Brideshead Revisited by Evelyn Waugh: Review

Let's get this straight right off the bat; Evelyn is a dude. 'Kay? Did you know that? Cause I didn't.

Anyway... In Brideshead Revisited, Charles Ryder is in the army in England when his Company takes over an old estate for their headquarters. The place is a wreck now but Charles has been here before. Back when it was a stately home to an aristocratic family...

Cue the Lost-style Flashback soundtrack.

When Charles was in Oxford, he met this strange guy named Sebastian Flyte, a 19 year old who carries around a teddy bear he calls Aloysius and talks to like a person. Weird, right? Well, Charles is charmed by him and they strike up a friendship. After hearing a few stories about Sebastian's family, Charles wants to meet them. Sebastian doesn't like this idea and several other people warn Charles about the family. They're all afraid he will fall for them and get entangled in their drama.

So what's the drama? Lord Marchmain (the Dad) hated his wife so much he ran off to live in Italy with his mistress. Lady Marchmain refuses to divorce him because she's Super Catholic and this is just not done, even though she has a secret boyfriend. This has messed Sebastian up.When Charles does meet them, he falls in love with all of them which does not sit well with Sebastian. He takes to spiteful drinking and making scenes in front of the Christmas guests. This causes many "we need to talk about Sebastian" moments. Charles declares that if they leave him alone, he'd give it up but after a 'little talk' with the Mom, he's sent packing.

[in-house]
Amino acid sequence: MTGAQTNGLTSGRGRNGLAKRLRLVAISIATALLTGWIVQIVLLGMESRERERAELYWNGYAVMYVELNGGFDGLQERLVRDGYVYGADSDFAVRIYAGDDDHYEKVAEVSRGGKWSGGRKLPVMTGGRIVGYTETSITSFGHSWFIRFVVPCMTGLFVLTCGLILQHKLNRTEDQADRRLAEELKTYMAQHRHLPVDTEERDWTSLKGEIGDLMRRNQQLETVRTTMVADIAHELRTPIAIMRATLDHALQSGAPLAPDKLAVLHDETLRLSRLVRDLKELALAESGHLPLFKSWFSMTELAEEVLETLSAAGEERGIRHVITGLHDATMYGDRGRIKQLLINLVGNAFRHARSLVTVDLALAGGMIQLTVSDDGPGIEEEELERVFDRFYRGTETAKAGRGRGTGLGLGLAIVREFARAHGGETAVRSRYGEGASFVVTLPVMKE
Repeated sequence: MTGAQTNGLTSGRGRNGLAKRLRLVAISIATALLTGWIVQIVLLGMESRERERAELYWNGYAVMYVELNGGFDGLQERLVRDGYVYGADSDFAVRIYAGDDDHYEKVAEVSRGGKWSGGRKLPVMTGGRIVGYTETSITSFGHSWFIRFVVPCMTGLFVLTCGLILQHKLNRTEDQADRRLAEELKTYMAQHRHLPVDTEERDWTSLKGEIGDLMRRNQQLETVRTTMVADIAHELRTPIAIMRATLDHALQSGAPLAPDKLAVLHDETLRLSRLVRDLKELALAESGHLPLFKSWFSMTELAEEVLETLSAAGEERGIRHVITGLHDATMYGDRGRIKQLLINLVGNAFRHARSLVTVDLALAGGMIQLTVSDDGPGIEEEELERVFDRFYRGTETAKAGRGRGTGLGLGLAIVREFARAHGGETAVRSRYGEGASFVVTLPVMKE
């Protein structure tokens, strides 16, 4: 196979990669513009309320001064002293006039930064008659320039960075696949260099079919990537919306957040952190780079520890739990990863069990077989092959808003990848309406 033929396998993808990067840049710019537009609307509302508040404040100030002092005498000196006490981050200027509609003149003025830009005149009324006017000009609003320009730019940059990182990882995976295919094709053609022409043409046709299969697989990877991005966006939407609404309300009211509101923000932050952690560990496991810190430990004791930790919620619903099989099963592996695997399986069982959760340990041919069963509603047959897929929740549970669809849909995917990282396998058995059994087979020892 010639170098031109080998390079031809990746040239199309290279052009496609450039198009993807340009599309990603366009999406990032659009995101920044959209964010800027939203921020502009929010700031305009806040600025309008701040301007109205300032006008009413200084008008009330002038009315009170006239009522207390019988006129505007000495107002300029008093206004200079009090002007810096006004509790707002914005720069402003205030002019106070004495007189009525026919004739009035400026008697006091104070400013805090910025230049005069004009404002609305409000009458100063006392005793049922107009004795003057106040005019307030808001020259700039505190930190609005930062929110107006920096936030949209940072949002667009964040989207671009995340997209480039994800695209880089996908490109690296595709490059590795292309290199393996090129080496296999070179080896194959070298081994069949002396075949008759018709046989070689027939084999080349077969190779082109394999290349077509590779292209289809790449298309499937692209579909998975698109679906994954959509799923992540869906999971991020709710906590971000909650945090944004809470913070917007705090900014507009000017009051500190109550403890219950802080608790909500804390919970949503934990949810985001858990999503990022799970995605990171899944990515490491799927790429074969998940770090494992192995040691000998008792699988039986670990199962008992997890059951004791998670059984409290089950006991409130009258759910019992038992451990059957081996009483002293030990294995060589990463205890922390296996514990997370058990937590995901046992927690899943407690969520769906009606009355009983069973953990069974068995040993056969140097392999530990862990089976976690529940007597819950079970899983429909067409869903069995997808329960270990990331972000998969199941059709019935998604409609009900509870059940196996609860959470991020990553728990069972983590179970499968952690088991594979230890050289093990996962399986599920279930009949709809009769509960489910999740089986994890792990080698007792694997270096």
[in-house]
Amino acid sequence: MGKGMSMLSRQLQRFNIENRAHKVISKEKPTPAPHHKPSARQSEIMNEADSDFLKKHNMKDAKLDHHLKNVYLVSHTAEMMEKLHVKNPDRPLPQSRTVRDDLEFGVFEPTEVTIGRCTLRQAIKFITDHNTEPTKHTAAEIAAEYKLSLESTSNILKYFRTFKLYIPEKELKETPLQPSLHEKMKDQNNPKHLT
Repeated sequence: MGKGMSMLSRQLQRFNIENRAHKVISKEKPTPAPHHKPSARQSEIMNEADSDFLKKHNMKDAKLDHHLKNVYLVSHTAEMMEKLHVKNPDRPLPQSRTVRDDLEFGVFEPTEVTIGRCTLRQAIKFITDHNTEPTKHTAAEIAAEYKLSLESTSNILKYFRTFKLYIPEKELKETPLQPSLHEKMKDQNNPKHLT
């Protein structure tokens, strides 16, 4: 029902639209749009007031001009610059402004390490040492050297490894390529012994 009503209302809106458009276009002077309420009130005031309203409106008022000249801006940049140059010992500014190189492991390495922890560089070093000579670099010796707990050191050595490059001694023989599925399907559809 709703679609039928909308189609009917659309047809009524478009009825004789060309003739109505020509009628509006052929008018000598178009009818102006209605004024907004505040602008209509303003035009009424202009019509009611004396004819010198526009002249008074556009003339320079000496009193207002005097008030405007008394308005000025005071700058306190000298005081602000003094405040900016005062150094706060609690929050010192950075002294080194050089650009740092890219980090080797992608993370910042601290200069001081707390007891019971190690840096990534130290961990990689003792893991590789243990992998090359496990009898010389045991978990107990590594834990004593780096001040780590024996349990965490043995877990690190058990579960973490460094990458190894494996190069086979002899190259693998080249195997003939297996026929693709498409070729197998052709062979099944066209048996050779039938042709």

Years go by, Charles grows up and has his own life but ends up meeting one of the Clan and gets tangled up in New Drama. It doesn't end well and Flashforward... 

We're back in the army.

Brideshead Revisited by Evelyn Waugh seems like a book about nothing in particular but is packed with nostalgia for a different age. When the Marchmains are introduced, I had the feeling that they were sitting around like they were part of a museum exhibit. The world around them was changing but they were waiting for the eventual end of theirs.

This was a book club selection and the first half of the book caused some discussion about Charles and Sebastian's relationship. Were they or weren't they? There were lots of clues that felt a little like Mr Smithers in the first few seasons of The Simpsons: they spent all their time together, Julia (sister) calls them 'special friends' (wink, wink), and Charles gets a little excited when he meets Julia- not just because she has girl parts but because she looks like Sebastian.

Then there's religion. Religion is a hot button issue for Charles since he doesn't have much of it and the Marchmains have plenty. There is lots of discussions about 'the right thing' and hand wringing about when to call the priest in, etc that cause Charles boatloads of frustration.